randomly across the whole of the following fortnight.

This poem has a powerful, build up effect; it comes at you line after line, and will reward the reader best if read in full. The ‘Reproductive Behaviour of the Dark’, ‘Metcalf’s Development’, ‘Notice of Death’, ‘A Missing Person’ and the title poem are also poems of the first rank. Williams is something of a formalist in that he knows what to do with stanza and rhyme and, most important of all in my view, his poems have a strong rhythmic kick to them. But he does experiment with the two page prose poem ‘The Old Harlequin’, and makes form work for him rather than allow himself to become its slave. Tony Williams is a very British poet whose work has a wit which renders allowable his poems’ more than occasional grimness and melancholy.

Abi Curtis shares some things in common with Williams as a poet. Her work is intimately engaged with the world of things we can touch, or that might touch us if we’re not careful. ‘Death by Lightning’ is heavy with atmosphere. The lightning seems real but in the process of the poem is transformed into metaphor:

You know, if you watch anything through flashes
of lightning, it appears suspended
as if life were frame after frame and never moving.

‘Mandibles’ is a series of fourteen loosely rhyming couplets in which words such as “box” and “quad”, and “dentures” and “sectioned” are ‘rhymed’ to strong effect. Whereas too many American poets tend to be make either exclusive or no use of form, giving rise to what seems to me to be a rather knee jerk polarity, poets in the UK tend to be better at making form work for them, when the occasion arises, in a way that is typically British in its pragmatism. Like Tony Williams, Curtis experiments with the prose poem; from its first line ‘Plastic’ is a gorgeous piece of work:

She is impressionable: cellulose and camphor, and I will have her…

The opening poem ‘Lady Jane Grey’ is inspired by visits she made as a child to the National Gallery on Trafalgar Square, home to that very striking painting of the teenage Lady Jane Grey blindfolded and about to kneel in wait of the executioner’s axe, which also in the painting. I have always thought that this painting is the most striking illustration of political skulduggery come a cropper. The pawn Grey being the one who ends up groping her way to her place of execution where the axe is of the actual rather than the metaphorical sort that Premier League managers nowadays face after too many defeats in succession. They were brutal times. Even for aristocrats. Curtis’s imagination is large enough to allow History in as well as the stuff of her own life. This is an important quality for a young poet to have and greatly increases the breadth and depth of subject matter she might tackle in the future.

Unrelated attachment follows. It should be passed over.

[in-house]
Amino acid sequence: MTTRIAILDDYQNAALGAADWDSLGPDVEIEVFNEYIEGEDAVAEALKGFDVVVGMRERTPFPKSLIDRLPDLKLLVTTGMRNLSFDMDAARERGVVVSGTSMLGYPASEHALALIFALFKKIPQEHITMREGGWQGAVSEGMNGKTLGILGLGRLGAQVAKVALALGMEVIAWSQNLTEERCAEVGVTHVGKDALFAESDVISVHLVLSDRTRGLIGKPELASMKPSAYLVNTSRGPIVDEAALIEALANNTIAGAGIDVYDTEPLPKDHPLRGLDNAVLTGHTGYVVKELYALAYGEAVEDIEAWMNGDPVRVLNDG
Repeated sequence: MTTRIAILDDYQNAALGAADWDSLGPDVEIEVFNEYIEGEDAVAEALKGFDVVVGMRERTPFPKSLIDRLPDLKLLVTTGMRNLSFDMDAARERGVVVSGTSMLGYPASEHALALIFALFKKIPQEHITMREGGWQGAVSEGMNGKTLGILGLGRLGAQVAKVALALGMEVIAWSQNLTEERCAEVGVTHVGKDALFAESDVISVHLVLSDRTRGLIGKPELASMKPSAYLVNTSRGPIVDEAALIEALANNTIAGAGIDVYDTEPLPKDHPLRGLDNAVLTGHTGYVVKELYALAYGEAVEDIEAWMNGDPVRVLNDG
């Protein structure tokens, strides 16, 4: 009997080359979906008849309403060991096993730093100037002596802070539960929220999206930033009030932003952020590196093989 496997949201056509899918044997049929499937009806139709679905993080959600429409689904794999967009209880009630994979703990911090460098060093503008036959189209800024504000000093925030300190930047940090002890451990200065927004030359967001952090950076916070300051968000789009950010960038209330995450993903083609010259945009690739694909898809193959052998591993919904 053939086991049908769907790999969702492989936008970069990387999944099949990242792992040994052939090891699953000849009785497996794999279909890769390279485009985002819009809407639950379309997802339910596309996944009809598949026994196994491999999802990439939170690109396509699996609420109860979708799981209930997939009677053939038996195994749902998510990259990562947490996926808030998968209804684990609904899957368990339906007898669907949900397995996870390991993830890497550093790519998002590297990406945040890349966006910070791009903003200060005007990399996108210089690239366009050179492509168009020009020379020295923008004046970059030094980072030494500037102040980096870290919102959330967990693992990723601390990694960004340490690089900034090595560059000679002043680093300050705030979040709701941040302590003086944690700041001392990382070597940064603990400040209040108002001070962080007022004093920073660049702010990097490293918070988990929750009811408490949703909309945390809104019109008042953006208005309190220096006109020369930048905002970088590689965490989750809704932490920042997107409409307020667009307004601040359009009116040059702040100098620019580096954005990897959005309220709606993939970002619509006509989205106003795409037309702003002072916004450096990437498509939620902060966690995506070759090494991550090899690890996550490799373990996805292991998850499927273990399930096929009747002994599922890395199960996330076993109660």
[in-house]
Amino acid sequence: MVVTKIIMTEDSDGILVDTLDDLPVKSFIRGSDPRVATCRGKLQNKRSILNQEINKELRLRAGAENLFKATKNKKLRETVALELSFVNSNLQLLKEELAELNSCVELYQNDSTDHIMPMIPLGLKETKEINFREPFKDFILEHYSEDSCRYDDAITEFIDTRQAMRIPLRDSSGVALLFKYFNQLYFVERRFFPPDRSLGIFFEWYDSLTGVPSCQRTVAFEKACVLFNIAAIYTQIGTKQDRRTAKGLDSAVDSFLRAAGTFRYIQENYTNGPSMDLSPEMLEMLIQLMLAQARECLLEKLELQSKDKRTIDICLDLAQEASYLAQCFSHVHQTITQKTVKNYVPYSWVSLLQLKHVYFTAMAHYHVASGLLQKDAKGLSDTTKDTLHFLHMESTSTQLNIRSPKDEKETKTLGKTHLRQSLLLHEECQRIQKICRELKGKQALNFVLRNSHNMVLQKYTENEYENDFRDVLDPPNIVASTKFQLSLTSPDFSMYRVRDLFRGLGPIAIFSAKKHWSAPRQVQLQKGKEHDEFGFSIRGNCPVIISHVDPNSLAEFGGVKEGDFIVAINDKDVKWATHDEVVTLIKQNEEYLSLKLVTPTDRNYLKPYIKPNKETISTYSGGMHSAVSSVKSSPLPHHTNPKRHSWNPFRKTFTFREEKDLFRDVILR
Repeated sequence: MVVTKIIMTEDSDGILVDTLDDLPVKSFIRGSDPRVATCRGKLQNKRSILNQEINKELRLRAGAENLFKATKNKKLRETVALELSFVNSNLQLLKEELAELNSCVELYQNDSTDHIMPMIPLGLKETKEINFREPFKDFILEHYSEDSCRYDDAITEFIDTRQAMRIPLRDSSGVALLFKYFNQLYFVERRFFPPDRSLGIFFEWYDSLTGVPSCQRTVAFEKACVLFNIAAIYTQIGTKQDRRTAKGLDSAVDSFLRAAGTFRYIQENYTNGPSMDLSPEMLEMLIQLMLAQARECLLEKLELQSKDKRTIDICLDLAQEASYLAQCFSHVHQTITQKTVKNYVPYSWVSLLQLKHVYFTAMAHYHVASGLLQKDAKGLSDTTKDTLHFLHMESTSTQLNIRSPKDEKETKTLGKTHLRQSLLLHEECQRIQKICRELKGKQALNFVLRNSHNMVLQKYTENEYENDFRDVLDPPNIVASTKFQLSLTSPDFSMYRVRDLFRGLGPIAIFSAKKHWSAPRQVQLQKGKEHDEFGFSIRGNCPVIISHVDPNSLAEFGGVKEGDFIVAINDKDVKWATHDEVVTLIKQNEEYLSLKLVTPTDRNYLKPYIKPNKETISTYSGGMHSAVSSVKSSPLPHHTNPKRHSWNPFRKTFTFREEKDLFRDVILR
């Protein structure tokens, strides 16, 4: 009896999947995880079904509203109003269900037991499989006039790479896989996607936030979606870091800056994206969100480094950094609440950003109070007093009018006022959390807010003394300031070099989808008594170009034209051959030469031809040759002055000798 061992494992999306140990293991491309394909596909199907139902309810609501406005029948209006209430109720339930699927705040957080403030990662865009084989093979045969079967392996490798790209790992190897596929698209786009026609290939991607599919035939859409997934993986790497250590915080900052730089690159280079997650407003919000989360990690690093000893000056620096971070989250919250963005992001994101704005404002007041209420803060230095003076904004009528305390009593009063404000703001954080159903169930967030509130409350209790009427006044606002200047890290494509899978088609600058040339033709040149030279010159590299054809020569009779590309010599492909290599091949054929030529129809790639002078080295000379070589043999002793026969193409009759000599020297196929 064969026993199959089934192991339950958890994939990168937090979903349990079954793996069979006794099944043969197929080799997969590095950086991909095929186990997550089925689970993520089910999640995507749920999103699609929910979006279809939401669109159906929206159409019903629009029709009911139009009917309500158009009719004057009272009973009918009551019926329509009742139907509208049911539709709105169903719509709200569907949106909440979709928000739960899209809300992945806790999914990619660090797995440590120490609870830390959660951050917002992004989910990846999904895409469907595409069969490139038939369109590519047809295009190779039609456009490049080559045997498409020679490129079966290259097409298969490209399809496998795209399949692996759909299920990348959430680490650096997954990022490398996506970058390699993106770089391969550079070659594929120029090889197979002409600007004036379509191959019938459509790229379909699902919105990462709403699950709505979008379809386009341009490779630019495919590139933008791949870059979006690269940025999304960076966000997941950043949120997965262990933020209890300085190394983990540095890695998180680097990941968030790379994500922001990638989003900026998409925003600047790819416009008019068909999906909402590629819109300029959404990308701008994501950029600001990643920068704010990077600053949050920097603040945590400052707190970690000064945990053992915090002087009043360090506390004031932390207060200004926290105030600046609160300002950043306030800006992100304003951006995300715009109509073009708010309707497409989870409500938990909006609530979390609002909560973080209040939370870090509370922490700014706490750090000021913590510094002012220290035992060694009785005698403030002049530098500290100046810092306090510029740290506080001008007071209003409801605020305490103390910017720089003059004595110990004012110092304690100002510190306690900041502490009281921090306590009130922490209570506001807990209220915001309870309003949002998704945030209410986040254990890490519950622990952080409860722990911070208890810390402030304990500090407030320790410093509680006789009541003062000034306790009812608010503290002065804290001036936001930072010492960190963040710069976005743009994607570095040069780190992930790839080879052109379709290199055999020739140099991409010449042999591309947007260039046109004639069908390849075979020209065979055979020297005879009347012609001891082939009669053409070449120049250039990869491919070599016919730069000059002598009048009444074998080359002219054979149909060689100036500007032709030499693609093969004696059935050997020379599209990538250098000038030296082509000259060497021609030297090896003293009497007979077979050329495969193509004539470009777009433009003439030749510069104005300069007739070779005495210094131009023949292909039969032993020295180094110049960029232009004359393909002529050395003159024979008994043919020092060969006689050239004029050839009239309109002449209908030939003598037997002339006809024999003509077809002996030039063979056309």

Perhaps the best poem in the whole collection is the aptly titled and supremely erotic ‘Tantric’. From the first three lines onward, it is its own small masterpiece:

We moved across long sands
and light-heavy lakes in the direction
of an outrage.

It is a poem, which had it yet been born, would surely have been included in Neil Astley’s Pleased To See Me: 69 Very Sexy Poems.  Curtis’s feminine but very assertive and Southern voice (she lives in Brighton) contrasts with the dank Northern wit of Tony Williams’s work. And yet, for me, they are the two pretty exact halves of what I so enjoy about contemporary British poetry.

Kevin Higgins is co-organiser of Over The Edge literary events in Galway, Ireland.  He facilitates poetry workshops at Galway Arts Centre; teaches creative writing at Galway Technical Institute and on the Brothers of Charity Away With Words programme. He is also Writer-in-Residence at Merlin Park Hospital and the poetry critic of the Galway Advertiser. His work appears in the anthology Identity Parade – New British and Irish Poets (Bloodaxe, 2010). Frightening New Furniture is his third collection of poems, from Salmon Poetry.